Dosing flexibility that suits you
3-times-a-week 40 mg/mL1
Once-daily 20 mg/mL1
The FDA approved Glatopa as a generic medicine that is therapeutically equal to and can be substituted for COPAXONE® (glatiramer acetate injection)2
Once-daily Glatopa 20 mg/mL was approved in April 2015, and 3-times-a-week Glatopa 40 mg/mL was approved in February 2018.
More days without injections is possible with 3-times-a-week dosing
With the 40 mg/mL dose, you only need to inject 3 times a week. That means you can plan injection-free weekends!
Glatopa® (glatiramer acetate injection) is a prescription medicine used to treat relapsing forms of multiple sclerosis (MS), to include clinically isolated syndrome, relapsing-remitting disease, and active secondary progressive disease, in adults.
Important Safety Information
Do not take Glatopa® if you are allergic to glatiramer acetate, mannitol, or any of the ingredients in Glatopa.
Some patients report a short-term reaction right after or within minutes after injecting glatiramer acetate. This reaction can involve flushing (feeling of warmth and/or redness), chest tightness or pain, fast heartbeat, anxiety, and trouble breathing. These symptoms generally appear within seconds to minutes of an injection, last about 15 minutes, and do not require specific treatment. During the postmarketing period, there have been reports of patients with similar symptoms who received emergency medical care. If symptoms become severe, call the emergency phone number in your area. Call your healthcare provider right away if you develop hives, skin rash with irritation, dizziness, sweating, chest pain, trouble breathing, or severe pain at the injection site. If any of the above occurs, do not give yourself any more injections until your healthcare provider tells you to begin again.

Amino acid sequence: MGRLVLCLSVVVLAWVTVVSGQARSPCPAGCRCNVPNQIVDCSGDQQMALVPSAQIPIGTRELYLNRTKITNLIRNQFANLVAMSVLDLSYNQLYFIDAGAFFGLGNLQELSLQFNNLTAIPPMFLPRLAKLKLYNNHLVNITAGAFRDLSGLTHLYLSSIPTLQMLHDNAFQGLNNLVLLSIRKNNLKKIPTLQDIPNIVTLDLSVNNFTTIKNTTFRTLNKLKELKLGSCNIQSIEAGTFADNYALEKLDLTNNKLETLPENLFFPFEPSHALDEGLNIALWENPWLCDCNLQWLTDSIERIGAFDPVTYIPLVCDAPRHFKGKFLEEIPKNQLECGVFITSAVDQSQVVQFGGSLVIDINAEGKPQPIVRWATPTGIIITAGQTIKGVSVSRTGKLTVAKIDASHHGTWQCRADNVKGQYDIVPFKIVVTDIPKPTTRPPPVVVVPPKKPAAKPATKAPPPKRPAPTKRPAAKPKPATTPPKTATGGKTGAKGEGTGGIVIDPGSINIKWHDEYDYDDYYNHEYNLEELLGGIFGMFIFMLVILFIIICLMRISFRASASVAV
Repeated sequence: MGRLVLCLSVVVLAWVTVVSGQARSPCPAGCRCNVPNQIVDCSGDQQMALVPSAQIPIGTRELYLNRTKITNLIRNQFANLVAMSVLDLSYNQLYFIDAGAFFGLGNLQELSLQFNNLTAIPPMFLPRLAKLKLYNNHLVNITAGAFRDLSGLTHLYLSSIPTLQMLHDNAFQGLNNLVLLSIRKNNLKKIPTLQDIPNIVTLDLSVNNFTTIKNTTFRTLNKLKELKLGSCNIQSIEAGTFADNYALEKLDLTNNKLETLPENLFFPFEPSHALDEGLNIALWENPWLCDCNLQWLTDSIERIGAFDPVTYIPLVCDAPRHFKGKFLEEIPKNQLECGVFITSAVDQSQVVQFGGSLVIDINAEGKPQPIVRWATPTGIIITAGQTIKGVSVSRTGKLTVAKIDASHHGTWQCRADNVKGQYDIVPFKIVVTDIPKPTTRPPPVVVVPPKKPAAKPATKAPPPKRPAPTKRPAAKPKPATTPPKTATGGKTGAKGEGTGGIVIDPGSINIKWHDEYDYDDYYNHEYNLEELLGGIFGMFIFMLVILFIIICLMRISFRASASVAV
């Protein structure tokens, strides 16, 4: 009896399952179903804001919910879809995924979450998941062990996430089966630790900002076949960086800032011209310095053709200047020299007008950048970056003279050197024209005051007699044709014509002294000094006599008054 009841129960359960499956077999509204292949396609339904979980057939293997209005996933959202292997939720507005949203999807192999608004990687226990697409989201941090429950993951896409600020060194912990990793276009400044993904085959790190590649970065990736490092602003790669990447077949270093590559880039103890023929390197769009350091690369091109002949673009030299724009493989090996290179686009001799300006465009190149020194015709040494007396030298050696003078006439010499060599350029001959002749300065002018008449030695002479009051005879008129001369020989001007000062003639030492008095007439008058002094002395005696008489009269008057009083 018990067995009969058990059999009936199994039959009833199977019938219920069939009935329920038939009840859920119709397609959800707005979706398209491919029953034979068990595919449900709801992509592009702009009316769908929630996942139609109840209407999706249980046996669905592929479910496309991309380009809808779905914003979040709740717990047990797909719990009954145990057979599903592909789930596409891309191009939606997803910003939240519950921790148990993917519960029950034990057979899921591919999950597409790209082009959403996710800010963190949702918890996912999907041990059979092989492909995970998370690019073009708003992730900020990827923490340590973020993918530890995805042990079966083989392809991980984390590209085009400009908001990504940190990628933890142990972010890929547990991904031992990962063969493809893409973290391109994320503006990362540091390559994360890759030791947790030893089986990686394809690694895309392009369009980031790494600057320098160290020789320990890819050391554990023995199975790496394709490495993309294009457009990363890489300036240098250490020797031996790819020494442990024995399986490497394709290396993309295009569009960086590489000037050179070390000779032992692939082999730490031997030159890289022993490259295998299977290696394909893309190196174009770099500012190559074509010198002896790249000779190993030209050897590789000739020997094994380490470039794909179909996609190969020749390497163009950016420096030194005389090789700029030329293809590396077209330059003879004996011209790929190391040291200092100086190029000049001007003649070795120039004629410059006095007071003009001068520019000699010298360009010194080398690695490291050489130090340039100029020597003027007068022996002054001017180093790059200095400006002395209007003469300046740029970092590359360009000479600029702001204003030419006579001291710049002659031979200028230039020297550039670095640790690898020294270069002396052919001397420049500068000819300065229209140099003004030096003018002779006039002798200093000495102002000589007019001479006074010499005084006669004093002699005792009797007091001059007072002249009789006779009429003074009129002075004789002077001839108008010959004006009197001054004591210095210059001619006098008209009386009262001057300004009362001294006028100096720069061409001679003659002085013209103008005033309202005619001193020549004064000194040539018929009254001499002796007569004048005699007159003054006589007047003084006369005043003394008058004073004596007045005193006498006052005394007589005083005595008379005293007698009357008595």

Chest pain may occur either as part of the immediate post-injection reaction or on its own. This pain should only last a few minutes. You may experience more than one such episode, usually beginning at least one month after starting treatment. Tell your healthcare provider if you experience chest pain that lasts for a long time or feels very intense.
A permanent indentation under the skin (lipoatrophy) or, rarely, necrosis at the injection site may occur, due to local destruction of fat tissue. Be sure to follow proper injection technique and inform your healthcare provider of any skin changes.
Liver problems, including liver failure, can occur with Glatopa. Call your healthcare provider right away if you have symptoms, such as: nausea, loss of appetite, tiredness, dark colored urine and pale stools, yellowing of your skin or the white part of your eye, bleeding more easily than normal, confusion, sleepiness.
The most common side effects in studies of glatiramer acetate injection are redness, pain, swelling, itching, or a lump at the site of injection, flushing, rash, shortness of breath, and chest pain. These are not all of the possible side effects of glatiramer acetate. For a complete list, ask your healthcare provider or pharmacist. Tell your healthcare provider about any side effects you have while taking Glatopa.
To report SUSPECTED ADVERSE REACTIONS, contact Sandoz Inc. at 1-800-525-8747 or FDA at 1-800-FDA-1088 or www.fda.gov/medwatch.
Please see full Prescribing Information for Glatopa.
1. Glatopa Prescribing Information. Sandoz Inc. April 2022. 2. U.S. Department of Health & Human Services. Approved Drug Products With Therapeutic Equivalence Evaluations: 41st Edition. Washington, DC: US Department of Health and Human Services; 2021.